Wednesday, 15 April 2015

Merciful Confessions

Pope Francis I, delivering the Papal Bull
There is a fascinating article by Michael Sean Winters at the NCR, link here, about the Papal Bull of Pope Francis I declaring the year of Mercy. One thing caught my eye, mainly because as a Priest on the ground I am deeply concerned with the practice of the Sacrament of Confession. I've even written a book on it, here.


He quotes the section of the Bull dealing with Priests hearing Confessions:

May confessors not ask useless questions, but like the father in the parable, interrupt the speech prepared ahead of time by the prodigal son, so that confessors will learn to accept the plea for help and mercy gushing from the heart of every penitent. In short, confessors are called to be a sign of the primacy of mercy always, everywhere, and in every situation, no matter what.

And then he asks the questions:

If every confessor really did behave in this way, would more people avail themselves of the sacrament? If every confessor really did behave in this way, would more people be committed to spreading mercy throughout their lives and their relationships? If every confessor really did rush out to greet the prodigals in their parish, would those parishioners be more deeply rooted in what really matters in the life of the Church?

I would say in fact that this is exactly what we have already had in parish after parish, with very bad results. We have had

   "Just say the most important thing that is on your conscience"
      "Just mention one sin"
         "We will have a general absolution, so say your sins in your heart"
            "That is not a sin, that is for you to decide"
   "The Church doesn't want to know what happens in you bedroom"
      "I don't want a list"
         "You should just come to confession once a year"
            "I am more concerned about the good you have done than about the hard things"
   "We don't believe in mortal sin any more"
      "No you don't need to go to confession to receive Holy Communion"

I'm afraid what has happened is that people no longer go to Confession. It is not an everyday part of their lives. That is the difference between a Confession made when someone has been away form the Sacrament for many years, and then one does rush out to them, console them, throw the love of God's mercy around them. But that is not the only moment of Confession. Confession is a part of the daily grind of the examination of ourselves before God, striving for holiness in the everyday.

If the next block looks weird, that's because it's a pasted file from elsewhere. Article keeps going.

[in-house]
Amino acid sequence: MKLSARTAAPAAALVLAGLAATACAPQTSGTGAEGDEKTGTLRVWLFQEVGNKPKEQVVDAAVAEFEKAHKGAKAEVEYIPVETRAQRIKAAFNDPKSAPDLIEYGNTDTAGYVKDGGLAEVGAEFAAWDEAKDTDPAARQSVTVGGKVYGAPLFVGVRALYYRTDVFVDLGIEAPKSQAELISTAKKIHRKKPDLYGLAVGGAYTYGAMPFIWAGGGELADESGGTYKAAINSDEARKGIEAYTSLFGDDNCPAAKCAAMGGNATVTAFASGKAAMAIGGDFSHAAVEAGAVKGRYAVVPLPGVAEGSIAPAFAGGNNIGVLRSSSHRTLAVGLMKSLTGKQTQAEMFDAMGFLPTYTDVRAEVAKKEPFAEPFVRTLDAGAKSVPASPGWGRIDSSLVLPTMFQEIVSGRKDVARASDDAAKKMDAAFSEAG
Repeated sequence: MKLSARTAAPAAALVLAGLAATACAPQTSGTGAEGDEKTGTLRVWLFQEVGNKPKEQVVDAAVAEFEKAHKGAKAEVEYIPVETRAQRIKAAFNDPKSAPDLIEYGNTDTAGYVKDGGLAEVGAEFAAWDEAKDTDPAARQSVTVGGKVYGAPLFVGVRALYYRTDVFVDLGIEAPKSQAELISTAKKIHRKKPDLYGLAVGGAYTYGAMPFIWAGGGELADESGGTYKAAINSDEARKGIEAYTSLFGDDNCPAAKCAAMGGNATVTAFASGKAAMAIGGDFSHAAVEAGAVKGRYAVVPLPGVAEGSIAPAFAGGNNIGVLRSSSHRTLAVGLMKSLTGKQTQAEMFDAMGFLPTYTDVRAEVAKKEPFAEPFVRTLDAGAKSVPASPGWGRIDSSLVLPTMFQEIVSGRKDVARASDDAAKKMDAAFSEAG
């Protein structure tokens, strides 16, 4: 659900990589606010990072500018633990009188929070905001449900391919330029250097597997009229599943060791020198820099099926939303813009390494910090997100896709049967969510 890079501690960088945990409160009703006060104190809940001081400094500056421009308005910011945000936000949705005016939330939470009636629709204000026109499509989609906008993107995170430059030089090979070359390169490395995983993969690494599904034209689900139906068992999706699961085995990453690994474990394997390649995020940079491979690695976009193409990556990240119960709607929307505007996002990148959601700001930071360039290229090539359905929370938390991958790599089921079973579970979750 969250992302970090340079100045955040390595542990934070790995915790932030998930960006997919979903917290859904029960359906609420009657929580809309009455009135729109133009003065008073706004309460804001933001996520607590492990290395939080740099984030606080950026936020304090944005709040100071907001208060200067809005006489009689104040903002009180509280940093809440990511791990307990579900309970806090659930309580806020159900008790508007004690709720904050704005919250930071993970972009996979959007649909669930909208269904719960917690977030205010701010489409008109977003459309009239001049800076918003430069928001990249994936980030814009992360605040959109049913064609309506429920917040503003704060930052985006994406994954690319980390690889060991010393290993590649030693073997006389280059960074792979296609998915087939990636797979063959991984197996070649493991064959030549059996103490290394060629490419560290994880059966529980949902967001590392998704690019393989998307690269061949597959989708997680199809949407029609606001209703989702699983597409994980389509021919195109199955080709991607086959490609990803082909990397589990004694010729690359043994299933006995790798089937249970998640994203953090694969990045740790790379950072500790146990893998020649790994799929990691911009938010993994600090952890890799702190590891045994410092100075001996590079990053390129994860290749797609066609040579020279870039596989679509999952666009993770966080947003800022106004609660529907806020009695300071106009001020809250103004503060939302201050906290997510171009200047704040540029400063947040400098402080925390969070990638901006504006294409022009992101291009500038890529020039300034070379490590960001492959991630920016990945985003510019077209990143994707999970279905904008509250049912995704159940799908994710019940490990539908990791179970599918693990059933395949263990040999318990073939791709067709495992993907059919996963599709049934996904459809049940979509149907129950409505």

If I have spend time, effort, and heart searching to examine my conscience. If I have prepared it as part of my spiritual life. If I have bothered to go to Confession If I have done all these things are more, then how dare the man behind the grill interrupt me and say "stop now, stop, say no more. The mercy of God is here!" I know it is, but I NEED to speak it, to bring it into the open and to hear the words of absolution for the sins I have confessed. I need his advice, his counsel. I need him to take my confession seriously.

When this does not happen, then the practice withers and dies in the soul of the individual. If the priest won't listen to me, then I will stop speaking. Stop patronising me. I know God's mercy is there, that is why I am here at seven o'clock at night after a long day's work.

Perhaps I am overreacting, and we are only speaking of sinners estranged for many years. In which case : Excellent.

If not... then not excellent.

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